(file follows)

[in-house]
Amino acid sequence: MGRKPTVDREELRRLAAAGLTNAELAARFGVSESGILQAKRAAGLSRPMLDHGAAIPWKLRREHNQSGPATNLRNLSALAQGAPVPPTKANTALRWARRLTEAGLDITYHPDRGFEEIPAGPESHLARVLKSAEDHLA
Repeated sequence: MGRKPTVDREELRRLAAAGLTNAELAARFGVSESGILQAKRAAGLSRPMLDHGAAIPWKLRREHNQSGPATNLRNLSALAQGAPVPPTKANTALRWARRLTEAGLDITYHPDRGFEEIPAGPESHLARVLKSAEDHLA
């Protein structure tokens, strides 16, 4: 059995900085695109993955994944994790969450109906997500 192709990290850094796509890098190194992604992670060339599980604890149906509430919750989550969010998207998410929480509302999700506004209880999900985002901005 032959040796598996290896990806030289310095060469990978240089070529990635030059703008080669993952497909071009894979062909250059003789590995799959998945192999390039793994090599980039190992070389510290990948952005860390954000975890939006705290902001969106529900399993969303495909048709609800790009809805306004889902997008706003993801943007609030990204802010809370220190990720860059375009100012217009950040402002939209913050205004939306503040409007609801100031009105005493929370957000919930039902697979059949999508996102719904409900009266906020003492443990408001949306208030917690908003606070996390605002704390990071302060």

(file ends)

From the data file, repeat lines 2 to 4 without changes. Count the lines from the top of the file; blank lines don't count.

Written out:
Amino acid sequence: MGRKPTVDREELRRLAAAGLTNAELAARFGVSESGILQAKRAAGLSRPMLDHGAAIPWKLRREHNQSGPATNLRNLSALAQGAPVPPTKANTALRWARRLTEAGLDITYHPDRGFEEIPAGPESHLARVLKSAEDHLA
Repeated sequence: MGRKPTVDREELRRLAAAGLTNAELAARFGVSESGILQAKRAAGLSRPMLDHGAAIPWKLRREHNQSGPATNLRNLSALAQGAPVPPTKANTALRWARRLTEAGLDITYHPDRGFEEIPAGPESHLARVLKSAEDHLA
């Protein structure tokens, strides 16, 4: 059995900085695109993955994944994790969450109906997500 192709990290850094796509890098190194992604992670060339599980604890149906509430919750989550969010998207998410929480509302999700506004209880999900985002901005 032959040796598996290896990806030289310095060469990978240089070529990635030059703008080669993952497909071009894979062909250059003789590995799959998945192999390039793994090599980039190992070389510290990948952005860390954000975890939006705290902001969106529900399993969303495909048709609800790009809805306004889902997008706003993801943007609030990204802010809370220190990720860059375009100012217009950040402002939209913050205004939306503040409007609801100031009105005493929370957000919930039902697979059949999508996102719904409900009266906020003492443990408001949306208030917690908003606070996390605002704390990071302060």